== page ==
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Unpaid carers look after someone in their family, a relative, or a friend because they: 

  • have a disability
  • have an illness
  • have mental health issues
  • have a substance misuse issue
  • have other issues

The Welsh Government wants unpaid carers to be valued and have their rights respected. What carers do is important. 

The charter for unpaid carers. It sets out the legal rights of all unpaid carers in Wales. 

We developed it with unpaid carers, their representatives and professionals. We want to raise awareness of it so: 

  • all unpaid carers know about their rights 
  • unpaid carers recognise when they aren’t getting their rights 
  • professionals, in all services, know about unpaid carers rights

The right to well-being 

Your local authority, local health board and Welsh Ministers must promote your well-being, so you get the support you need. 

What this looks like

You’ll get support so you can be healthy in all areas of your life. 

Support that makes a difference

Making sure you get breaks from caring and opportunities to work or learn makes a big difference to your well-being. This type of support should be part of your needs assessment. 


Sarah is an unpaid carer. She found out about a Small Grants Scheme. She used a grant to pay for her gym membership. Doing aqua-fit, yoga and dance classes lifted her well-being, and she met new friends.


The Young Carers in School Programme in Gwent has: 

  • staff training 
  • assembly videos 
  • information for families on young carer services 
  • information, advice and help for schools

The right to have information, advice and support

Your local authority must have information, advice and support that are easy to find and easy to understand. 

What this looks like

You’ll get the right information, advice and support at the right time. 

Information that makes a difference

The information you get should be easy to find, easy to understand, and help you get the support you need.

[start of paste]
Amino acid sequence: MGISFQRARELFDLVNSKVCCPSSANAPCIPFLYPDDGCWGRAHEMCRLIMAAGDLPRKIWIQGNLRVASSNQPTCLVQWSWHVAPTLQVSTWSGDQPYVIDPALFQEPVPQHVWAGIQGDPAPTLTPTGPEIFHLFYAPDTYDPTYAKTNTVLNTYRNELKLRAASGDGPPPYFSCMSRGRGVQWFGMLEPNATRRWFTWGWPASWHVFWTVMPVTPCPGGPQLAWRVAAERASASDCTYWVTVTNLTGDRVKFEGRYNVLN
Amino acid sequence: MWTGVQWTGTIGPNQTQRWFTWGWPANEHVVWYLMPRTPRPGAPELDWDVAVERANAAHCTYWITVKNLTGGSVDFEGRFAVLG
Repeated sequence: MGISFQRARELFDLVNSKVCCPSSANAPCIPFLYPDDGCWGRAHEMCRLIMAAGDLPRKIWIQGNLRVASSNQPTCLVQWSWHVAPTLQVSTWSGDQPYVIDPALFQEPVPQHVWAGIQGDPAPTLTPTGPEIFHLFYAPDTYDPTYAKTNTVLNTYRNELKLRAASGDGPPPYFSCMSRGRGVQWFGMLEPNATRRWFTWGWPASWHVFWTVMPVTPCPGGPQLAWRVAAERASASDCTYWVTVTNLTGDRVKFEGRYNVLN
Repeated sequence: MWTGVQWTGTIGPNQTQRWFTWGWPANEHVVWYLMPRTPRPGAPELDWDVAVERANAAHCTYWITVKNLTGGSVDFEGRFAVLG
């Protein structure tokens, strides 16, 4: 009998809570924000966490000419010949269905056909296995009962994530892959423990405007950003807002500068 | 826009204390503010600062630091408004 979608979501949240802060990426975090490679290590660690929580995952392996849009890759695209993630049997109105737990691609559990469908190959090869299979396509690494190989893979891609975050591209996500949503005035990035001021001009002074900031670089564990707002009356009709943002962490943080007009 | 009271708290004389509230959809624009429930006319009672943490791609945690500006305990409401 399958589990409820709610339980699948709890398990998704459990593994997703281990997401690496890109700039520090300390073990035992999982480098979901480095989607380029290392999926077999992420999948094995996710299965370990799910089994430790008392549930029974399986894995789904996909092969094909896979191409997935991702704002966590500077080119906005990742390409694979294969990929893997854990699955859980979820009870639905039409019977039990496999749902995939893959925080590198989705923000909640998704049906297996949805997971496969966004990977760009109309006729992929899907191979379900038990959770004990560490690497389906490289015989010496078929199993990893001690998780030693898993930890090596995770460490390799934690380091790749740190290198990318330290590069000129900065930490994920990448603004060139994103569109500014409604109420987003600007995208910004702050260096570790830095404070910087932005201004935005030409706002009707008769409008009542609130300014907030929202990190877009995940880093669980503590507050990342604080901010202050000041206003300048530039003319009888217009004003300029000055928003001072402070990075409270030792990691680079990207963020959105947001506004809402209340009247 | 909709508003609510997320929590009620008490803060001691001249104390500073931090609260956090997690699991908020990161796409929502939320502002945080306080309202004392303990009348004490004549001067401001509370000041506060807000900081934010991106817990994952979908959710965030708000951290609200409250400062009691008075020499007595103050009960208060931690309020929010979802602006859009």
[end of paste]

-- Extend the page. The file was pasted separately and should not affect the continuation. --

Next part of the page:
Staff across all services should know about your rights and make sure you have the information you need. This includes staff working in:

  • health care services such as a local pharmacy or GP surgery
  • social care services
  • advocacy support services 
  • education services such as teachers 
  • community services 
  • organisations that support carers

Support with money issues 

You should be able to find information on benefits, grants and money management advice. 

Direct payments

More information about direct payments is available on the Direct Payments Resource Hub 


Susan is an unpaid carer. She was worried about bills and caring. She went to CAB4Carers for advice. They looked at her income and helped her claim the benefits she could get. They also made sure she had a Carers’ Needs Assessment from her local authority, so she had more support.

The right to an assessment 

Your local authority must offer you a Carers’ Needs Assessment.

What this looks like

You’ll get a carers’ needs assessment that will spot what you need, so you get the right support. 

Getting the support, you need

During your Carers’ Needs Assessment staff will explain everything to you. They will be clear about what is happening, the process, and the support you can expect. 


Bob is an unpaid carer. He went to NEWCIS, a carers organisation. The stress of caring was affecting his health. Bob didn’t believe he needed help and didn’t want to ask. Staff worked with him, assessed his needs and together they made a plan for the future. The plan included support for his mental health, advice for money issues and taking breaks away from caring.

The right to have a voice and control over decisions 

Your local authority must ask you what matters to you and involve you in decisions about your support. 

What this looks like

You’ll have opportunities to take part and be listened to.